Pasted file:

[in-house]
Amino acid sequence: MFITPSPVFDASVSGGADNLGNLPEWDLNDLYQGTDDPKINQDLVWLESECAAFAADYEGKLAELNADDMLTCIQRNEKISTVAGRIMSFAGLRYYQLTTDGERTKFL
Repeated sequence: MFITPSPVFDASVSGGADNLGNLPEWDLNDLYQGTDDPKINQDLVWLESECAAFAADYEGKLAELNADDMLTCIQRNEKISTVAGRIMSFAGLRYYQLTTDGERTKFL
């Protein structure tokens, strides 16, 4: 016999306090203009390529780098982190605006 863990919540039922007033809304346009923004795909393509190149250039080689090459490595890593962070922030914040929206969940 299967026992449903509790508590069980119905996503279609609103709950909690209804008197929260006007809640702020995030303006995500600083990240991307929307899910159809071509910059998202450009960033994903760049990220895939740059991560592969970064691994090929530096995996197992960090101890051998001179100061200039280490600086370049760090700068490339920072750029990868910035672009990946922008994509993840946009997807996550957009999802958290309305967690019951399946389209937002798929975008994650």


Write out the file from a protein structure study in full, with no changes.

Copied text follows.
[in-house]
Amino acid sequence: MFITPSPVFDASVSGGADNLGNLPEWDLNDLYQGTDDPKINQDLVWLESECAAFAADYEGKLAELNADDMLTCIQRNEKISTVAGRIMSFAGLRYYQLTTDGERTKFL
Repeated sequence: MFITPSPVFDASVSGGADNLGNLPEWDLNDLYQGTDDPKINQDLVWLESECAAFAADYEGKLAELNADDMLTCIQRNEKISTVAGRIMSFAGLRYYQLTTDGERTKFL
């Protein structure tokens, strides 16, 4: 016999306090203009390529780098982190605006 863990919540039922007033809304346009923004795909393509190149250039080689090459490595890593962070922030914040929206969940 299967026992449903509790508590069980119905996503279609609103709950909690209804008197929260006007809640702020995030303006995500600083990240991307929307899910159809071509910059998202450009960033994903760049990220895939740059991560592969970064691994090929530096995996197992960090101890051998001179100061200039280490600086370049760090700068490339920072750029990868910035672009990946922008994509993840946009997807996550957009999802958290309305967690019951399946389209937002798929975008994650």